Like a sports or physical fitness coach, the mentor has often 'been there and done that'. Effective coaching does not require that the coach have the personal hands-on experience of the client's job, profession or occupation. Some would even claim that it is the very absence of this experience that adds to the effectiveness of the coach who, by standing apart, can still see the wood from the trees.

A mentor knows the answers. Your coach works with you so that you discover the questions and the answers for yourself, not just for a particular task but also for all your life situations. Consultants,on the other hand, are invited to investigate a particular work-related situation. They gather facts to support their qualified and quantified proposals. Then they may be involved in the implementation of their proposals.

As with the mentor, their focus is on resolving one particular issue. The coach.however, will adopt a people and personality behavioural approach where the task or job is a by-product of the process. With their breadth and depth of understanding about attitude and results, your coach will often achieve benefits that are realised faster and will last longer than those resulting from a mentoring or consultancy approach.

This is a typical response from a satisfied coaching client:

"I was worried that I didn't know the answers. My coach showed me that I did know them all along; it was just that I hadn't seen the problem from every point of view."

How does coaching differ from therapy or counseling?

In many situations, a therapist or counselor will look to the immediate or distant past to prescribe an appropriate solution to a patient's problem. Although your coach will have a good understanding of how your past has created your present, the focus of every coaching session will be on where you are now and where you want to be in the future. Your coach has no prescriptions because every situation, every session and every client is unique.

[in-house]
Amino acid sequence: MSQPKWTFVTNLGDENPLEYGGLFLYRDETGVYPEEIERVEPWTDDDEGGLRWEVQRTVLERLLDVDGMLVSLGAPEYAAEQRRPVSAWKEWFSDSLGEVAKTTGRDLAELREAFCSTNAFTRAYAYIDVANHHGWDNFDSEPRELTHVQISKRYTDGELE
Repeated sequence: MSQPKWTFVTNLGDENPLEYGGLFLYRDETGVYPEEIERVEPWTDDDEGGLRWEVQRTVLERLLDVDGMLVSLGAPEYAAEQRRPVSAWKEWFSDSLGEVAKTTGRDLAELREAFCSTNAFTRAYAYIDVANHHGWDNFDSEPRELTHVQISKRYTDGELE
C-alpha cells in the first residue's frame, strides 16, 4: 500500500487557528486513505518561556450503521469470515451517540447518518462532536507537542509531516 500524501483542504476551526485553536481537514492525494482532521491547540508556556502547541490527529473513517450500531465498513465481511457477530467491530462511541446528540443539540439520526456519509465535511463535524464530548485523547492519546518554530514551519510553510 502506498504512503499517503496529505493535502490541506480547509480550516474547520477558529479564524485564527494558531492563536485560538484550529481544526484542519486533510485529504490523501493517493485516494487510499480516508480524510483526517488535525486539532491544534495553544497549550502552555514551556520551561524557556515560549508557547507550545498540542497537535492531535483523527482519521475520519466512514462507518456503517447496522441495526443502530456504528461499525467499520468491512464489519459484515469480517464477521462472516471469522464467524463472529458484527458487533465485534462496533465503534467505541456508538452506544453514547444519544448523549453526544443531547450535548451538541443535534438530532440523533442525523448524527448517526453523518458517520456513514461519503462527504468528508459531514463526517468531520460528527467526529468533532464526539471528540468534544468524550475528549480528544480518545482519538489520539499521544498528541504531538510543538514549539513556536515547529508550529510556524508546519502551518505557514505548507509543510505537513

The next major difference is that therapy or counseling may address a single and specific physical or mental condition. Your coach is interested in you as a whole being from an awareness of the interactions between all areas of your life. Instead of delving into causes, your coach will focus in a holistic manner on your mind, body and spirit to help you achieve your objectives.

The remaining difference is that your coach has time to work with you. During your session, your coach will be totally committed to you and your needs. You work together but it is you who defines what you want from life and how you will get it. Your coach is a 'catalyst' who will do whatever it takes to help you.

The main purpose of coaching is to empower you to take control of every aspect of your life along with acceptance of your personal responsibility that is an integral part of such control. Your coach can show you how to do this and will guide you every step of the way.

Finally - "My coach said that he would be like a control tower talking me down to a safe landing. He did this but, unexpectedly, he showed me how to take off in exciting new directions too."